Why Emacs has Buffers – Mastering Emacs

June 8, 2022

Why Emacs has Buffers – Mastering Emacs:

If you’re new to Emacs, you may wonder why you read and write text from buffers as opposed to, you know, files or documents. There’s the fact that it’s not skeuomorphic, and thus the term lacks the spark that connects it to a real-life concept. Most people have heard of files and documents in real life, and the term buffer is instead a capacious term with little grounding to most people.

To computer scientists and programmers alike, however, the term buffer has meaning and purpose; it’s still an unsatisfactory answer, even if it is the real reason why Emacs uses the term buffer. And just leaving it there – that a buffer is a chunk of memory and used as a means of shuttling data to and fro peripheral hardware, like your disk – does not go far enough in explaining why. All editors use buffers internally.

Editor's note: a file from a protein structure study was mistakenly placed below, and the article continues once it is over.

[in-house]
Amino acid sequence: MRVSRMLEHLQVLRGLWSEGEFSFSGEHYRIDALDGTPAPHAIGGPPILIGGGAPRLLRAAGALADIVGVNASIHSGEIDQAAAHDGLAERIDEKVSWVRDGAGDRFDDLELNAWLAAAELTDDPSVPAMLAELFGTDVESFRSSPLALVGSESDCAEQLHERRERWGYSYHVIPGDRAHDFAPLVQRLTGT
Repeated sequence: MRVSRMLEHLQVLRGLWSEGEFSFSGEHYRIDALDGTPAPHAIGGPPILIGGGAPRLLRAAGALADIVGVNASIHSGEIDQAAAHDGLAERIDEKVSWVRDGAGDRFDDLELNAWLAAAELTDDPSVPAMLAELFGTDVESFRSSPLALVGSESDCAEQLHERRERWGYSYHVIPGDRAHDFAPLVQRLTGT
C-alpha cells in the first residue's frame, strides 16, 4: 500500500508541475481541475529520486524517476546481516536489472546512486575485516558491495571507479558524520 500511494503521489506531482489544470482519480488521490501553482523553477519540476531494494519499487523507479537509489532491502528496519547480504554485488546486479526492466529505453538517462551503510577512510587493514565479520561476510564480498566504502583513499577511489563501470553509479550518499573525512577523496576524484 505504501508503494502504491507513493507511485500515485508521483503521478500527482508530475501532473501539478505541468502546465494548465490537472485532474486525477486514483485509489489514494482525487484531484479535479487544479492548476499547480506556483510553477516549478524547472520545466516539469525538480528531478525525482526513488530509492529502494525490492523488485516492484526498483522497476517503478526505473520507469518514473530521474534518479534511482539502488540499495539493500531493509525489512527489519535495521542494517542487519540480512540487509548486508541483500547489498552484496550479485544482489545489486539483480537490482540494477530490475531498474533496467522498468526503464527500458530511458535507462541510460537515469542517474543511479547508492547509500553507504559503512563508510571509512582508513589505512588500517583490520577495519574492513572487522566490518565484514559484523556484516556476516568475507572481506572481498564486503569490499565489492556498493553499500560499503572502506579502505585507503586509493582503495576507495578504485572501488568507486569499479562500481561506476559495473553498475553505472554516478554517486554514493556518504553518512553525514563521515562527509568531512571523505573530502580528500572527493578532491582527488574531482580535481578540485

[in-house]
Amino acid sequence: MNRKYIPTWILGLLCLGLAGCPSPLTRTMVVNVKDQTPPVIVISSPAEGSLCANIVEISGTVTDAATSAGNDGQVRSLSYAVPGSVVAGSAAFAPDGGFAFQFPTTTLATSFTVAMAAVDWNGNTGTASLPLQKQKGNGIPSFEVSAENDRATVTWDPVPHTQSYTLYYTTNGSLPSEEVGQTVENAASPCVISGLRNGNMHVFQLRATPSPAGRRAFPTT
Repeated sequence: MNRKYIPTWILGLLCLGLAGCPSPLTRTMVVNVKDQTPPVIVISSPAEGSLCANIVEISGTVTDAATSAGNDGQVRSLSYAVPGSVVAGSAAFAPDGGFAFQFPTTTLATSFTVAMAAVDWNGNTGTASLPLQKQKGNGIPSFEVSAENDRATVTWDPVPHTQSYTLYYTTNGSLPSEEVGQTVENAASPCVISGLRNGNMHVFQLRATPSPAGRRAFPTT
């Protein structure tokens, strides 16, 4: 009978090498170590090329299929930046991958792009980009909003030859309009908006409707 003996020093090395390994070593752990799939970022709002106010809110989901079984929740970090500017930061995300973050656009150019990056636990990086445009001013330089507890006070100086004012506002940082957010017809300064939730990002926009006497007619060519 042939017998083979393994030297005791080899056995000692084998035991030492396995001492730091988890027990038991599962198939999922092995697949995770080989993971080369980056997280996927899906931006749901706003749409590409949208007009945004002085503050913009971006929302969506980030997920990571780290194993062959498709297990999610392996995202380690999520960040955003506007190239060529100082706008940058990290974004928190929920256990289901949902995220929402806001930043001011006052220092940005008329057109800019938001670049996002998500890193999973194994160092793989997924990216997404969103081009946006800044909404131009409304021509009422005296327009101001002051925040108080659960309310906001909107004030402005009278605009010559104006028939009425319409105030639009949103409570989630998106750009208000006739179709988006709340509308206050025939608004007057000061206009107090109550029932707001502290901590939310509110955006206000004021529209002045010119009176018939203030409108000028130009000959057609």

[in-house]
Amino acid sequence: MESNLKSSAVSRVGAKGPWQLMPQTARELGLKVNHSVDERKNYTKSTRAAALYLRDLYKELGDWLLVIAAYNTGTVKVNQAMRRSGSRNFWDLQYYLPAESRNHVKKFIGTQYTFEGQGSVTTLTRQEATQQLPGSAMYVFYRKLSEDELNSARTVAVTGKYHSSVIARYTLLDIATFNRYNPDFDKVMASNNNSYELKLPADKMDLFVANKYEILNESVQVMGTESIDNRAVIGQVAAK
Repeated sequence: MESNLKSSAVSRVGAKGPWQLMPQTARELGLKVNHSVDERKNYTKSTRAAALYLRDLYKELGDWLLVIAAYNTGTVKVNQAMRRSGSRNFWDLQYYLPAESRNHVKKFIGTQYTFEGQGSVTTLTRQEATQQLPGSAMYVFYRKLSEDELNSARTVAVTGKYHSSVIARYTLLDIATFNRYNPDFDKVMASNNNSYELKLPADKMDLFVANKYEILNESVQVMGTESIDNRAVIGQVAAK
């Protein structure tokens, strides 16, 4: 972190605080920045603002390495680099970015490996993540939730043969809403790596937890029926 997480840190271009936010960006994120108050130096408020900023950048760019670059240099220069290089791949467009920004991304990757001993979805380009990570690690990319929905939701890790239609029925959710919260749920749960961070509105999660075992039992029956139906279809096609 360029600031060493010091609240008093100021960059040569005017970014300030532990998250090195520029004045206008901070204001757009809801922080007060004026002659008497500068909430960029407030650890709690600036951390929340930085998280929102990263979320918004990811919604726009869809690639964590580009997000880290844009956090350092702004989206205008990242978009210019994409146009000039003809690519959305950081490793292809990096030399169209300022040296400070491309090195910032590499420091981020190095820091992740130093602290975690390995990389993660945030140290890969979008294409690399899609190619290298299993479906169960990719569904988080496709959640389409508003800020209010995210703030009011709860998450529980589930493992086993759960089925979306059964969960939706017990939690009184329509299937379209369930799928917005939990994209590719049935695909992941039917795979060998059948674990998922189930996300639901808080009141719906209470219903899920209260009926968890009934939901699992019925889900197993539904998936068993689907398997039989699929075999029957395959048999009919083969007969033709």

In Emacs, the buffer is the focal point of nearly all user (and machine!) interactions. You read and you write, and you do so in a structure that tugs at its roots in computer science, but it’s so much more than that. And that’s really what I want to talk about, as it will go a long way towards explaining why Emacs and Emacs Lisp is the way it is.

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